We found information about the Camp-let trailers, which appealed to us as a hybrid of the two extremes, with a lot of our boxes ticked in relation to cooking facilities, sleeping comfort (2 double beds) and extra living & storage space. They are lighter trailers than most as well, and given we hadn’t ever towed anything before we thought this sounded good – although we were incredulous of the promo video we saw of a guy towing one behind his pushbike! There are also numerous videos of just how quickly the tent can be erected – with a record of 21.04 seconds!  This aligns much more with our “drive up, pop the roof and we’re camping” philosophy of campervanning.

The company is Danish and has a sole distributor in the UK – Camperlands – which it turns out isn’t too far from us, so we had a jolly family outing there one weekend last month to browse these wondrous contraptions. We were given a demo of the Camp-let erection by the very helpful staff, who didn’t quite make the sub-30 second time, but were pretty damn quick! They let us (well, Tom, whilst I ensured our toddler didn’t knock over too many display models) have a go along with them so that we had a feel for it. Fortunately, given my current stage of gestation, the tent can easily be put up by one person. They sell other brands there as well, so we got a feel for all of the differences and had a good look around different styles. We came away having decided that we wanted a Camp-let but unsure of the model and specification, and whether we would go for used or new. Camperlands do a range of packages that tailor the tent to your requirements, and also sell a lot of second-hand models. We stopped off for a country pub dinner on the way back and started our preliminary research and set up eBay searches whilst waiting for our food. We were excited about camping again!

It turned out there’s quite a market, and with the range of packages and optional extras available, no two are alike. It’s a lot like looking for a car – you won’t always find one with all the added details you want, so you need to prioritise. Did we want wooden slats and memory foam mattresses? A carpeted ground sheet? Alloy wheels? An extendable side annexe? Deluxe or standard kitchen? Plus the external bits – storage box or bike rack on the trailer? Jockey wheel? It was endless. We had to weigh up initial purchase price against the cost of buying the extras we deemed “essential”. Prices range from a few hundred pounds to over £10,000. Of course, this meant that we needed to take our time, fully research all details and get a good feel for the market. And we had plenty of time to do this – we’d already written off the idea of any camping trips until next year and hadn’t sold the ’van yet. Right? This was going to be a really good project to see us through the winter and give us a focus for 2017 trips. So, of course, we bid on our first used Camp-let – a Savannah model – on eBay that night! We missed out on that one but the ball was rolling, and it was only a matter of time. Although we’d just been egging each other on when bidding, in a light-hearted way, we were actually genuinely disappointed not to win in the end. We realised we were serious. We started contacting the sellers on other listings, coming up with a barrage of questions about the specifics of their trailers, and spending our lunchbreaks discussing the responses. Within a week, after exchanging several messages and best offers with another seller, we agreed a price and bought a 4-year-old Concorde Special Edition. We then had about 3 days to get a tow bar fitted to our car and collect it!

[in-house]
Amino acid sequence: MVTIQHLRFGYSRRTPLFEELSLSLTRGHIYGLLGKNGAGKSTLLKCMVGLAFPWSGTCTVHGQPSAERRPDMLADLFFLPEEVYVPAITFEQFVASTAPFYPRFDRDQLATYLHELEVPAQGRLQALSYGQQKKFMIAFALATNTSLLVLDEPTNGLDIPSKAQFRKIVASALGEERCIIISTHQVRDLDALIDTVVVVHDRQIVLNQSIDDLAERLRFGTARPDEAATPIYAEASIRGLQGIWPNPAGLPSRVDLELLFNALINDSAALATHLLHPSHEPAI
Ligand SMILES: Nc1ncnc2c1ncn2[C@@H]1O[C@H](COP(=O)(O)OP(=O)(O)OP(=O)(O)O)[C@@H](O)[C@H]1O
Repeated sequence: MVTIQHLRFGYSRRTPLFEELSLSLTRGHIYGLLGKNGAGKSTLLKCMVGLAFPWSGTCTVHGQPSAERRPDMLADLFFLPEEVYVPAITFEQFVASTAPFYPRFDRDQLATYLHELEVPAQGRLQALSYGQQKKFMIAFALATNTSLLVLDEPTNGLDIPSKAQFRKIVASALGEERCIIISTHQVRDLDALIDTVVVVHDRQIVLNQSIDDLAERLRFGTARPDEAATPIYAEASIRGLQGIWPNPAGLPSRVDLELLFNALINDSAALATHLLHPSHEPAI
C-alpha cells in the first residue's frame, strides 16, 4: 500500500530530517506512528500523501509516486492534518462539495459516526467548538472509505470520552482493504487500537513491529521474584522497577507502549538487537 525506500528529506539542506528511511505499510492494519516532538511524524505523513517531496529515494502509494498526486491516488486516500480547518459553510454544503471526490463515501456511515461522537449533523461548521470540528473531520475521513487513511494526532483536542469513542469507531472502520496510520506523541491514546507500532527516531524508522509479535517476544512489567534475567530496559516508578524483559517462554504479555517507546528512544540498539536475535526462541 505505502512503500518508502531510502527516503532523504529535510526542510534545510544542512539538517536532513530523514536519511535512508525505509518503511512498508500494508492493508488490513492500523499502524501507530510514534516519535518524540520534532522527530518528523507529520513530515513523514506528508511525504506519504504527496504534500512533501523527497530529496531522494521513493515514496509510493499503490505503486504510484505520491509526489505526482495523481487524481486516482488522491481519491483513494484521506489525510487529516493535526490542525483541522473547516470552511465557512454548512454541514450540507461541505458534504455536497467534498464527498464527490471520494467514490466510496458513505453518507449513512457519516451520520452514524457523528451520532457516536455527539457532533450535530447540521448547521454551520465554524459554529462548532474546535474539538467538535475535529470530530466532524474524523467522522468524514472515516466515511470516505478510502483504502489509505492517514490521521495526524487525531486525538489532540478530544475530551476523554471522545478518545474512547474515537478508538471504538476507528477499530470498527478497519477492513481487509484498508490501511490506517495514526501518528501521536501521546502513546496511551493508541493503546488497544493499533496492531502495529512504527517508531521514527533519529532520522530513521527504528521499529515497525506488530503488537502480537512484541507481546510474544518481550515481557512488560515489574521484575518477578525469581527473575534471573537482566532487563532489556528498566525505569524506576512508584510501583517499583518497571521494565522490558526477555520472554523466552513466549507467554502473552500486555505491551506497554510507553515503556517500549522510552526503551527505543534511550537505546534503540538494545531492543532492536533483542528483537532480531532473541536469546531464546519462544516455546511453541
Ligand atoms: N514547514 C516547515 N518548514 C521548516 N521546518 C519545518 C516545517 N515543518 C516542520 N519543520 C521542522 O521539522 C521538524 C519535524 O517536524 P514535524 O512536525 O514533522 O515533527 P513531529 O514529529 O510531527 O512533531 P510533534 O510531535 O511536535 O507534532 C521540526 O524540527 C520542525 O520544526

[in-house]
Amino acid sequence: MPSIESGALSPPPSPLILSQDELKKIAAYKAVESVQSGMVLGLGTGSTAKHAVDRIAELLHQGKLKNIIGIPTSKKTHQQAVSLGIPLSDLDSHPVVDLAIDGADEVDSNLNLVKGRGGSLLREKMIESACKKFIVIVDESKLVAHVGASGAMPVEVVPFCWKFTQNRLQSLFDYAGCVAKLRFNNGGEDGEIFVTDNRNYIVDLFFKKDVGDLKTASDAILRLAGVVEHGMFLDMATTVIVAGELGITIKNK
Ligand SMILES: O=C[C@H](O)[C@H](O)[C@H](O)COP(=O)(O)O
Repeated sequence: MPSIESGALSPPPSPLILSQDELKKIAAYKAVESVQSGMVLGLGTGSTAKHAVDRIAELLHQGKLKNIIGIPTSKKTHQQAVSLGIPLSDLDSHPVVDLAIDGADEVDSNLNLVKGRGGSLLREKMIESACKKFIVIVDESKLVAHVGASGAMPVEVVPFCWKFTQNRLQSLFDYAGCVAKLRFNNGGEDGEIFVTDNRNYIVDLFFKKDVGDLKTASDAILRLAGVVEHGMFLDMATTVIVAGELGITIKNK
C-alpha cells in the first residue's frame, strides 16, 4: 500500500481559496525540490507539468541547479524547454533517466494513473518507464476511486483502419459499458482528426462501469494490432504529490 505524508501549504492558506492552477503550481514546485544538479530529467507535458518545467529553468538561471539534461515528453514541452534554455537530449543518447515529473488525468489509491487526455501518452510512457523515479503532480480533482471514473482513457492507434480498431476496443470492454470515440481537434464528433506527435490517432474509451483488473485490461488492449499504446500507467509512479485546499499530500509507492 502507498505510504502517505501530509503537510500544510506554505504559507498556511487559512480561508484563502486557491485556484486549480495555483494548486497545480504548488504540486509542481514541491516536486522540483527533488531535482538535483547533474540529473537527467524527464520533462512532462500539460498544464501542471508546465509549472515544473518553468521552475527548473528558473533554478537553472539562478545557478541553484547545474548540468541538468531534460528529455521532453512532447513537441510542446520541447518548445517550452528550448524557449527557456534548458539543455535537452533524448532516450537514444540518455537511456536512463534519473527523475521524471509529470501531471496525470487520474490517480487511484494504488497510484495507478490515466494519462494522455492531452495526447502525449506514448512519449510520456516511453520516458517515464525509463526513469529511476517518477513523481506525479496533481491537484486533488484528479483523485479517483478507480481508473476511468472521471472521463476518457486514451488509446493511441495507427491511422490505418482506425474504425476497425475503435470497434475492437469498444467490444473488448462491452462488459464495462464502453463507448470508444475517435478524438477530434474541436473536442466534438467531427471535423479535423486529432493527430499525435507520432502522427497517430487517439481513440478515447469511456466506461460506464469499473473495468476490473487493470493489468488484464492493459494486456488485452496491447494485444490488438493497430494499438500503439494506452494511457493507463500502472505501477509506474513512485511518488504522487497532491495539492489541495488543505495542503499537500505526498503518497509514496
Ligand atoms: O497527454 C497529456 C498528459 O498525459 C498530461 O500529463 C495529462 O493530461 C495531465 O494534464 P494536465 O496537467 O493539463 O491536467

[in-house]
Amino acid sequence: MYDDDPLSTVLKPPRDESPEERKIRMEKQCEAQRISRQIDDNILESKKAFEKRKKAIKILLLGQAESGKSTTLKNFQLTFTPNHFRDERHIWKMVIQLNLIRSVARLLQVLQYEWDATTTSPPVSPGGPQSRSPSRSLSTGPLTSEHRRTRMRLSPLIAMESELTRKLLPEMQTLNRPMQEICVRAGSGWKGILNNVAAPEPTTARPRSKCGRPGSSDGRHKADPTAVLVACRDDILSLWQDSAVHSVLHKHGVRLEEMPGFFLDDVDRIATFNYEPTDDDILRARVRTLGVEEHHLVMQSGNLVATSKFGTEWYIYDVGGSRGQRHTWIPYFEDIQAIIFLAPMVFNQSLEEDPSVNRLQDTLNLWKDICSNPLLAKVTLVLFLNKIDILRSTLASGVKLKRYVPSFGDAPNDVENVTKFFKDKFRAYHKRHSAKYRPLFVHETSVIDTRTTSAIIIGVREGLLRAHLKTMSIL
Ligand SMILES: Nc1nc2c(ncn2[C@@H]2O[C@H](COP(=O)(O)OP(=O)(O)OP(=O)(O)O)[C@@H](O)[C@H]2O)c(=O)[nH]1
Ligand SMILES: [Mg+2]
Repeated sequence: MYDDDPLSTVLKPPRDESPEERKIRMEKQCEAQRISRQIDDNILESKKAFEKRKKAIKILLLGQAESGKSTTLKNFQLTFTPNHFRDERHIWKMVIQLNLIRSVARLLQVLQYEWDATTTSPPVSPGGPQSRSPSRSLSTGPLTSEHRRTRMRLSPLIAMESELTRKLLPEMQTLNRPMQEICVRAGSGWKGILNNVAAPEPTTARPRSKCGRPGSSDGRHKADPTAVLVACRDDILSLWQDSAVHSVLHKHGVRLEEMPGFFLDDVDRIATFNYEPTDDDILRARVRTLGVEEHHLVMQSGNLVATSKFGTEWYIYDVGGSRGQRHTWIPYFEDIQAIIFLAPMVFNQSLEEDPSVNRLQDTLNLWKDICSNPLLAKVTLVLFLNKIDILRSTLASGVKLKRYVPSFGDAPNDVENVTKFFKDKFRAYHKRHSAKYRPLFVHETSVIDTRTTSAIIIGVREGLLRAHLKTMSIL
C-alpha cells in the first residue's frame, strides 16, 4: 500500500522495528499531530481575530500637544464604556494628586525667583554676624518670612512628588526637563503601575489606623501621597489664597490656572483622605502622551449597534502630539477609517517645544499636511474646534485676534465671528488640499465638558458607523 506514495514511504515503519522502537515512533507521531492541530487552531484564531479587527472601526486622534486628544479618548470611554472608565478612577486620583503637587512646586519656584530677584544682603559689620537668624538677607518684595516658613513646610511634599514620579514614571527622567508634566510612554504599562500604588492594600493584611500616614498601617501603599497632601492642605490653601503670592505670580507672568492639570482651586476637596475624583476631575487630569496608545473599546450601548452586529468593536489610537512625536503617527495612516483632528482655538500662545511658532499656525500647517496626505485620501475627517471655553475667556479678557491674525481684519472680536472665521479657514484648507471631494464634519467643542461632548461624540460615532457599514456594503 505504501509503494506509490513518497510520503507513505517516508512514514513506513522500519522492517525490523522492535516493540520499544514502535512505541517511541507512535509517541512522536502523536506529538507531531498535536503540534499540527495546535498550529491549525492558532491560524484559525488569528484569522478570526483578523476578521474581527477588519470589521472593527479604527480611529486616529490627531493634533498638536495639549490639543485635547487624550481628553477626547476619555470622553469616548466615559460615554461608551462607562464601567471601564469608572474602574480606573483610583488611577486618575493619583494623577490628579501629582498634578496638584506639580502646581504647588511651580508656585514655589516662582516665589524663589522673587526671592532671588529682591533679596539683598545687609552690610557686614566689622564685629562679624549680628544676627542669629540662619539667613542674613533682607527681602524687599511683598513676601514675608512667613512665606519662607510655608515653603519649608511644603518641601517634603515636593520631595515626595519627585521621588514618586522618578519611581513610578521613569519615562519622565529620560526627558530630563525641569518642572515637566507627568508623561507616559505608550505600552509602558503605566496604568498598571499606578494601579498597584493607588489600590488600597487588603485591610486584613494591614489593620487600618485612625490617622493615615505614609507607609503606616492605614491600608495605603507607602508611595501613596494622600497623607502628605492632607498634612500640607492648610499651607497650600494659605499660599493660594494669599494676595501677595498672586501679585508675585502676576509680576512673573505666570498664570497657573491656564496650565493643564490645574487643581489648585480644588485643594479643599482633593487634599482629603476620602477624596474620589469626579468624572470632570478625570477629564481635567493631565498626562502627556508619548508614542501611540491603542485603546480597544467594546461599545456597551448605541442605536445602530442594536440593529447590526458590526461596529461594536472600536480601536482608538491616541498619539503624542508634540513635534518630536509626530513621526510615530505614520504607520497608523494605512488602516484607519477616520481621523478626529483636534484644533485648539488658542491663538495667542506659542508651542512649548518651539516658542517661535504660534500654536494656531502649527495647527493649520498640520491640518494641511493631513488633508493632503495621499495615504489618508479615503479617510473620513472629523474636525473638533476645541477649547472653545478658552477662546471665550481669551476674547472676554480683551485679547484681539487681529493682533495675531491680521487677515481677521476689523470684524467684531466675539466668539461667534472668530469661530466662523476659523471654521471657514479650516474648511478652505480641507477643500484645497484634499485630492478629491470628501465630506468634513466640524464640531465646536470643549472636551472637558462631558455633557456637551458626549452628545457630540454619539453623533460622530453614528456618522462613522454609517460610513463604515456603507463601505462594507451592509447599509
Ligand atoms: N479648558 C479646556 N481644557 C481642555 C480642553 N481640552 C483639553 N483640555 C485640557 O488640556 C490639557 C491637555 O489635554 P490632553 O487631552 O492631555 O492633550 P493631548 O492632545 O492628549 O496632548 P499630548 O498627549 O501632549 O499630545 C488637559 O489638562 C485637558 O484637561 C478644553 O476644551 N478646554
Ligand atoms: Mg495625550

First trip is a success

First trip is a success

Collecting our new trailer-tent

Collecting our new trailer-tent

We “worked from home” that Friday, and between us managed to get the car to the tow bar fitters, collect cash we had pre-ordered from the bank and get a good start straight from finishing work to go and collect it. We had bought from lovely owners who seemed as excited to show us everything the Camp-let could do as we were to discover it. They’d been on a fortnight’s holiday with it each of the 4 years they owned it but otherwise not used it. They were sad to see it go but with the onset of ill health had decided to put their camping days behind them. They told us that they’d actually tried to have Camperlands sell it for them, but Camperlands had so much stock of second-hand trailers this year that they didn’t have

Our new home

Our new home from home

capacity for it. This was the first time they’d ever used eBay, and we think they’d been apprehensive, but were clearly happy to see a young family with genuine enthusiasm for camping turn up. Our little boy charmed them, eventually leaving with 2 toy cars that had belonged to their now 40+ sons, and we enjoyed several cups of tea and a lot of sharing of experiences as they handed over our new trailer tent. We drove home in the fading summer light with nervous eyes fixed on the rear-view mirror checking that the trailer was still attached, and wondering what the strange beeping noise was at every turn (until we realised that it was the indicators on the trailer). We were already planning where our first trip would be as we embraced a future of Happy Trailer-Tenting!